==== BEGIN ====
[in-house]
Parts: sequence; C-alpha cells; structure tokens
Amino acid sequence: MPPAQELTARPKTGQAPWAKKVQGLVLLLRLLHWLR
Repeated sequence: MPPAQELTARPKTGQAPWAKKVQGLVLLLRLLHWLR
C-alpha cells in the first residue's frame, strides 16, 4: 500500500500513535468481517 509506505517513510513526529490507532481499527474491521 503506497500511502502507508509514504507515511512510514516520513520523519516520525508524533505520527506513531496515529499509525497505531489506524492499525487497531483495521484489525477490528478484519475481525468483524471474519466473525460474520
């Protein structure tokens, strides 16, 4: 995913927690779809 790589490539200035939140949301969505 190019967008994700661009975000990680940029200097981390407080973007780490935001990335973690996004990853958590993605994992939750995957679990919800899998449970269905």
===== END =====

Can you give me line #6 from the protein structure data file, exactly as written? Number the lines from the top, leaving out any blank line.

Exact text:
């Protein structure tokens, strides 16, 4: 995913927690779809 790589490539200035939140949301969505 190019967008994700661009975000990680940029200097981390407080973007780490935001990335973690996004990853958590993605994992939750995957679990919800899998449970269905």